‘The Negro is a marked race’

6 Nov

“Not many generations out of slavery, and forging our own existence despite heavy odds, the Negro is a marked race, hence our activities share the spotlight of constant scrutiny. when we reach the height of success none will be able to deny us our rightful share of recognition and applause. We should strive to leave great footprints in the sands of time,” my father writes below.
But I cannot help but think that 75 years later it’s still not so easy.  In this so-called “post-racial era,” the struggle continues. I’m sure my father could not have imagined that in his children’s lifetime America would have a black president. And though Barack Obama has reached the “height of success” by any measure, he continues to be a member of a “marked race.” Conservatives cry that they “want to take their country back,” which is code for we want to take the country back to a time when having blacks in power was only a dream. They call him elitist, which is code for “uppity Negro.”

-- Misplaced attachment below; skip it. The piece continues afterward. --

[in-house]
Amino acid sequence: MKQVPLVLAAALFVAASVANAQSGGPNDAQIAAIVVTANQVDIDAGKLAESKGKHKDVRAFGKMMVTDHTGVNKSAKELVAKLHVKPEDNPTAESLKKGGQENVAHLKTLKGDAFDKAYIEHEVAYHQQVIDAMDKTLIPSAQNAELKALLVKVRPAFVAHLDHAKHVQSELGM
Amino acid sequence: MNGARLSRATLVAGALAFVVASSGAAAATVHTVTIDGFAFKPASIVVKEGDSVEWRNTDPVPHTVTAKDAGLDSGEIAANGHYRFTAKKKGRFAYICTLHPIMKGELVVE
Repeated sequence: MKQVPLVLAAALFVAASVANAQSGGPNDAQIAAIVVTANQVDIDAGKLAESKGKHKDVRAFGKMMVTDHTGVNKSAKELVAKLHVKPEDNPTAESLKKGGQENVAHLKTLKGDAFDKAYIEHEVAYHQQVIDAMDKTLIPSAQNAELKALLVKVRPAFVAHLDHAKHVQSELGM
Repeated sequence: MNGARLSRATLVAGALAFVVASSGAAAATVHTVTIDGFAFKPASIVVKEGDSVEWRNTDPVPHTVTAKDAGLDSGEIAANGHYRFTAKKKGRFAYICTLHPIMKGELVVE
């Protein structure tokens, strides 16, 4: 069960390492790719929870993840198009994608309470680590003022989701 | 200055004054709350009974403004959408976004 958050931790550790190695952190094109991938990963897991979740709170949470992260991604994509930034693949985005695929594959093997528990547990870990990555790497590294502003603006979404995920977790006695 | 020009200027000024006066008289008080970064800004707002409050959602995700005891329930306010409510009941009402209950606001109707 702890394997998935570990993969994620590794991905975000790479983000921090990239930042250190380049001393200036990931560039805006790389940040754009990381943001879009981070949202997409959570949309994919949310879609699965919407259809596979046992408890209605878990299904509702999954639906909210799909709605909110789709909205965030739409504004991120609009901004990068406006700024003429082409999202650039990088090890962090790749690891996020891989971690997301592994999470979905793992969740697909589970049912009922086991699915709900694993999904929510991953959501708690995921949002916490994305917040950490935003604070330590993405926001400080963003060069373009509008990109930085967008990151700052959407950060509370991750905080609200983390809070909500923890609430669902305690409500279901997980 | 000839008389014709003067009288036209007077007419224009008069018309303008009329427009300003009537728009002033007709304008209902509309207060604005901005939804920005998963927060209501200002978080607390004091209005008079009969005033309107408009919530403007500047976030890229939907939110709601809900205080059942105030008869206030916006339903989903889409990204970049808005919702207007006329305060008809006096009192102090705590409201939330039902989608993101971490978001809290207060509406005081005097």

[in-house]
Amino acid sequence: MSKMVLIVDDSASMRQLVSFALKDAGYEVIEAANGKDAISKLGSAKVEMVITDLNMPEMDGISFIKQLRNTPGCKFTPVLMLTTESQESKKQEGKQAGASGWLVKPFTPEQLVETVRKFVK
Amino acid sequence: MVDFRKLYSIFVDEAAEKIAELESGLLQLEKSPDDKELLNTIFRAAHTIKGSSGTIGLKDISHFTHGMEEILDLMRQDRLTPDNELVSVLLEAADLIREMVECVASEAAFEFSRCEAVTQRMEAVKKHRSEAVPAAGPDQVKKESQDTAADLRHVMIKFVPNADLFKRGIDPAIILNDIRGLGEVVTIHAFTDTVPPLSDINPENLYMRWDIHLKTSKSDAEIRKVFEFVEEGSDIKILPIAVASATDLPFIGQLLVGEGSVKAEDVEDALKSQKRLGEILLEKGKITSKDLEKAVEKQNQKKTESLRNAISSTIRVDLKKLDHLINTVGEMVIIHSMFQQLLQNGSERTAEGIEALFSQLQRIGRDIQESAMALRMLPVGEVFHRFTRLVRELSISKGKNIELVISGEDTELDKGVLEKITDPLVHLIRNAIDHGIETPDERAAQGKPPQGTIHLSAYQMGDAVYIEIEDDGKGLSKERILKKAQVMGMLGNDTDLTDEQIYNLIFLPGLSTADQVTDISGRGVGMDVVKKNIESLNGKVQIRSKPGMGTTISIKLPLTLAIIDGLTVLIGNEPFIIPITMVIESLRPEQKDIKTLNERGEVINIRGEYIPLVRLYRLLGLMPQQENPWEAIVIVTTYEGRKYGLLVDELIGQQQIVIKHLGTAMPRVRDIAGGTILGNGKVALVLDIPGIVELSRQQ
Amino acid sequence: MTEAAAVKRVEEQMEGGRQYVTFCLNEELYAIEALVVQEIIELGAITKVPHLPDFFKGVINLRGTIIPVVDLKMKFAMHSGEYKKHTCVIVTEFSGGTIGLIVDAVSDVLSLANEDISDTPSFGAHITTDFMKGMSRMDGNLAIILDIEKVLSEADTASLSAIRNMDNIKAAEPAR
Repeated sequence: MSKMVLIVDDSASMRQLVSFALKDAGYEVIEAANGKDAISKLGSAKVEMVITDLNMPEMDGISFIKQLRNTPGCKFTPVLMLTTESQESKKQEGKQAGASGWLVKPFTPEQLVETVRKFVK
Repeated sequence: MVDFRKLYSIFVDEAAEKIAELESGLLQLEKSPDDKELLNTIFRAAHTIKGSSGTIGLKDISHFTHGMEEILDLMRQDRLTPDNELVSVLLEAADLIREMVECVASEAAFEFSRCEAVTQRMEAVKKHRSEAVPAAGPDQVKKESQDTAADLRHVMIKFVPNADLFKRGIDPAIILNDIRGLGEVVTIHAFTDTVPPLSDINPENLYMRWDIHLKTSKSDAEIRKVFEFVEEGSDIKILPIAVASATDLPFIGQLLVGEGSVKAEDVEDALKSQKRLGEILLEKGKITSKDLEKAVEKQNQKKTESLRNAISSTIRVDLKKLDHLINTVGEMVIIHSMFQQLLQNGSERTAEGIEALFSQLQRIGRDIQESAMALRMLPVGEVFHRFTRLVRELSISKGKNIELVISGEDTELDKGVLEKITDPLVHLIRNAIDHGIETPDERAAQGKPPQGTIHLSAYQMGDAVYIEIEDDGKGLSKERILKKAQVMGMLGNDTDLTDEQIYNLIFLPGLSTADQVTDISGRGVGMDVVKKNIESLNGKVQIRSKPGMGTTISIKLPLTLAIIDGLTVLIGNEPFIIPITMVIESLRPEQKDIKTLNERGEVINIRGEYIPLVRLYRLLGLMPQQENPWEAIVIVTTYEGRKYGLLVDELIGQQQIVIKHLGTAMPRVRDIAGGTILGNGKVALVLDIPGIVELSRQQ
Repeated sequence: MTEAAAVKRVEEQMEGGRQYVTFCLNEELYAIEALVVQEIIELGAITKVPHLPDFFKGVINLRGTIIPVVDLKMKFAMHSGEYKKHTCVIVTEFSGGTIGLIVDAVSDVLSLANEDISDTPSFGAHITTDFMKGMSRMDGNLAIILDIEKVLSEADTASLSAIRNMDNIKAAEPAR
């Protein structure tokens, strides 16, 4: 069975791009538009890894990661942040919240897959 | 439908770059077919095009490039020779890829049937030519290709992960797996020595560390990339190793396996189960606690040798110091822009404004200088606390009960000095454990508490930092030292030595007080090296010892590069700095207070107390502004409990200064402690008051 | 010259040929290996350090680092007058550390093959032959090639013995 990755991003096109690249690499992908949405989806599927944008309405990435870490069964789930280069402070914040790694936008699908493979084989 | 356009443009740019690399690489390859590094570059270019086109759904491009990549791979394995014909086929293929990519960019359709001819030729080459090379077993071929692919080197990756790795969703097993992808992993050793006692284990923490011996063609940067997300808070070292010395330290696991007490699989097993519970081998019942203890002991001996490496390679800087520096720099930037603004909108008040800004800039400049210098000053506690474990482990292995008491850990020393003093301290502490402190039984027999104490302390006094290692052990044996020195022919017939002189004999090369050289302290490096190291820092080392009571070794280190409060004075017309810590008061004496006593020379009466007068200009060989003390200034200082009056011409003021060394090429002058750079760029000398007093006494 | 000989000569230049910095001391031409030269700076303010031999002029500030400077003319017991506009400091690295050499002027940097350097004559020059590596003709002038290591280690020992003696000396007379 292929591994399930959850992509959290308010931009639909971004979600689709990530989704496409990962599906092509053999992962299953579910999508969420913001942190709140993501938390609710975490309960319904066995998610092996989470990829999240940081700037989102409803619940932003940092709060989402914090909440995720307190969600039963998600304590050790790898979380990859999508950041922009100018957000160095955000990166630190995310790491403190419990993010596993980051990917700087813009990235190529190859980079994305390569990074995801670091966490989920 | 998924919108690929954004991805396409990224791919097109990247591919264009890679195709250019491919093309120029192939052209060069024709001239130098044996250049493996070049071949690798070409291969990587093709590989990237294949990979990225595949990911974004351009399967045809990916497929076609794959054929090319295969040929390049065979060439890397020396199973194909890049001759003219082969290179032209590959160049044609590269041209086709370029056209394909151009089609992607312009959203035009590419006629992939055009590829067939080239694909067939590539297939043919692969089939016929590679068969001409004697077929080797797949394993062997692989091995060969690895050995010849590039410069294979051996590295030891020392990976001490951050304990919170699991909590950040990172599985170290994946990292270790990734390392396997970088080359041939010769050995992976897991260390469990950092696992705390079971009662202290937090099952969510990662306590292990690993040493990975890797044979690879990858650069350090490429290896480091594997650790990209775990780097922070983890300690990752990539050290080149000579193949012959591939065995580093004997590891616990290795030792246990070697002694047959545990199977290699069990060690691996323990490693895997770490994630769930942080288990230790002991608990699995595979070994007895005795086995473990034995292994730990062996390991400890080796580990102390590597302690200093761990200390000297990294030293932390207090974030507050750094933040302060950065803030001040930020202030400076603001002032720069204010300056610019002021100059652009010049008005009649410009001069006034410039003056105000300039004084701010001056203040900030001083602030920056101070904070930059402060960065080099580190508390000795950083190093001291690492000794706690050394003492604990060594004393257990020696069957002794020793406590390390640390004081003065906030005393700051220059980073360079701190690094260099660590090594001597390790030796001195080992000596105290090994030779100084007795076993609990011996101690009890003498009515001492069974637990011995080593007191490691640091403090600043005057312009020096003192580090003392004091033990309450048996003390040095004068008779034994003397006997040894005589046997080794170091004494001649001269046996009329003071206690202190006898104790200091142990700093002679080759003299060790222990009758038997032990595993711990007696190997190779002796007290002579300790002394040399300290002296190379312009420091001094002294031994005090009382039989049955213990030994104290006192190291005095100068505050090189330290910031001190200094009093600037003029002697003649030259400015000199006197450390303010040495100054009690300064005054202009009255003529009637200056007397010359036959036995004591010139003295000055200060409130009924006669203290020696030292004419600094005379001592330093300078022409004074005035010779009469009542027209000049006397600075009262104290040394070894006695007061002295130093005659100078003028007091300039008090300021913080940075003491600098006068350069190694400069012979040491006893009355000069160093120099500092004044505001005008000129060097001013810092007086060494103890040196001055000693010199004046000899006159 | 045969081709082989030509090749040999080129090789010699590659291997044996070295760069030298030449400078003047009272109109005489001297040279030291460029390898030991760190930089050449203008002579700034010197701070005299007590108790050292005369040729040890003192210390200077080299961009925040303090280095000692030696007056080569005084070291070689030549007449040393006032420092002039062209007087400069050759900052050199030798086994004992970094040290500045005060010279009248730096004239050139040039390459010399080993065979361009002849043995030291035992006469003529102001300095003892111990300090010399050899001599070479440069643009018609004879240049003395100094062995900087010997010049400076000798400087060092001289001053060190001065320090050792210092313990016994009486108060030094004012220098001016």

I also found the last item, about the assaults on domestics by the men they work for, interesting. That’s one subject that was not broached in The Help.

As he did when he wrote about the illegal numbers, or so-called “policy games,” Ebenezer expressed sympathy  for prostitutes, who he referred to as “pavement pounders.” He argued that the lack of legal means available for these men and women to support themselves made it almost impossible for folks to avoid “easier money.”

“When social and economic agencies move to protect their youngsters vice crusades will not be necessary; when they do not – vice crusades will be ineffective,” he said.

P. S.: I’m still trying to find a source of information on the Mills brothers and the incident my father notes regarding their being barred from watching white baseball players play in Detroit.

The New York Age, March 23, 1935

A riot breaks out in Harlem

17 Oct

The New York Age, March 30, 1935

The barbershop

4 Jul

Rather than increase the price of  a haircut during the difficult years of the Great Depression, my father thought barbers should do a little less talking about politics, clients’ romantic exploits, etc. If he only had known that his observation that “the average barbershop might easily be seen as an ‘institution of learning and observation,’ was as true in 1934 as it is today. Perhaps he would have enjoyed the Ice Cube movies. Moreover, Harlem Hospital’s recent problems with quality of care are apparently not new.

The New York Age, January 6, 1934